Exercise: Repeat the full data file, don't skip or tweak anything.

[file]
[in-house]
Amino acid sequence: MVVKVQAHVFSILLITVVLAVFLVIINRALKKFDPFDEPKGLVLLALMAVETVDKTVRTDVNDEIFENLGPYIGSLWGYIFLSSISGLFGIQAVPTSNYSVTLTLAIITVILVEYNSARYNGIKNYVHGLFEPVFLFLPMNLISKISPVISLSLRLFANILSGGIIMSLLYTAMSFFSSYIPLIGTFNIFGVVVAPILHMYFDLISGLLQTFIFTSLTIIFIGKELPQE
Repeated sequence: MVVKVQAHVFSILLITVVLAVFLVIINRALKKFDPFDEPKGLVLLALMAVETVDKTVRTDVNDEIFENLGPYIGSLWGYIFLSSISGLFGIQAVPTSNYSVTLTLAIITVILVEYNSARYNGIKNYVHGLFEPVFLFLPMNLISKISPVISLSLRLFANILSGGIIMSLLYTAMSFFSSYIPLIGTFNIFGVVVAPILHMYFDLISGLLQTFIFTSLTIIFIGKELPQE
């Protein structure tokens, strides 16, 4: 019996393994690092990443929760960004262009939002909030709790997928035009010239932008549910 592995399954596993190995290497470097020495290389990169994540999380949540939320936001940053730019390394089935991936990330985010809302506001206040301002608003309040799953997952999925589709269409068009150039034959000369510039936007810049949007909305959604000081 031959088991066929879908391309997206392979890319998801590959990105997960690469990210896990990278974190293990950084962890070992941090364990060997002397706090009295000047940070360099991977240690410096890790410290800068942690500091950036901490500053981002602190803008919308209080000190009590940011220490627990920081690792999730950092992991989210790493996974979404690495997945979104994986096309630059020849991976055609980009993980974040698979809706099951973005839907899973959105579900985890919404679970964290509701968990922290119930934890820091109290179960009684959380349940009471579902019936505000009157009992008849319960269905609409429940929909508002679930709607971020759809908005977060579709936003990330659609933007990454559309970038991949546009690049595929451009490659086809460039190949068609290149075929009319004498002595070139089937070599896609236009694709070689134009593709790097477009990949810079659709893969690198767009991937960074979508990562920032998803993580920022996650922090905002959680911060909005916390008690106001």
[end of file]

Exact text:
[in-house]
Amino acid sequence: MVVKVQAHVFSILLITVVLAVFLVIINRALKKFDPFDEPKGLVLLALMAVETVDKTVRTDVNDEIFENLGPYIGSLWGYIFLSSISGLFGIQAVPTSNYSVTLTLAIITVILVEYNSARYNGIKNYVHGLFEPVFLFLPMNLISKISPVISLSLRLFANILSGGIIMSLLYTAMSFFSSYIPLIGTFNIFGVVVAPILHMYFDLISGLLQTFIFTSLTIIFIGKELPQE
Repeated sequence: MVVKVQAHVFSILLITVVLAVFLVIINRALKKFDPFDEPKGLVLLALMAVETVDKTVRTDVNDEIFENLGPYIGSLWGYIFLSSISGLFGIQAVPTSNYSVTLTLAIITVILVEYNSARYNGIKNYVHGLFEPVFLFLPMNLISKISPVISLSLRLFANILSGGIIMSLLYTAMSFFSSYIPLIGTFNIFGVVVAPILHMYFDLISGLLQTFIFTSLTIIFIGKELPQE
């Protein structure tokens, strides 16, 4: 019996393994690092990443929760960004262009939002909030709790997928035009010239932008549910 592995399954596993190995290497470097020495290389990169994540999380949540939320936001940053730019390394089935991936990330985010809302506001206040301002608003309040799953997952999925589709269409068009150039034959000369510039936007810049949007909305959604000081 031959088991066929879908391309997206392979890319998801590959990105997960690469990210896990990278974190293990950084962890070992941090364990060997002397706090009295000047940070360099991977240690410096890790410290800068942690500091950036901490500053981002602190803008919308209080000190009590940011220490627990920081690792999730950092992991989210790493996974979404690495997945979104994986096309630059020849991976055609980009993980974040698979809706099951973005839907899973959105579900985890919404679970964290509701968990922290119930934890820091109290179960009684959380349940009471579902019936505000009157009992008849319960269905609409429940929909508002679930709607971020759809908005977060579709936003990330659609933007990454559309970038991949546009690049595929451009490659086809460039190949068609290149075929009319004498002595070139089937070599896609236009694709070689134009593709790097477009990949810079659709893969690198767009991937960074979508990562920032998803993580920022996650922090905002959680911060909005916390008690106001």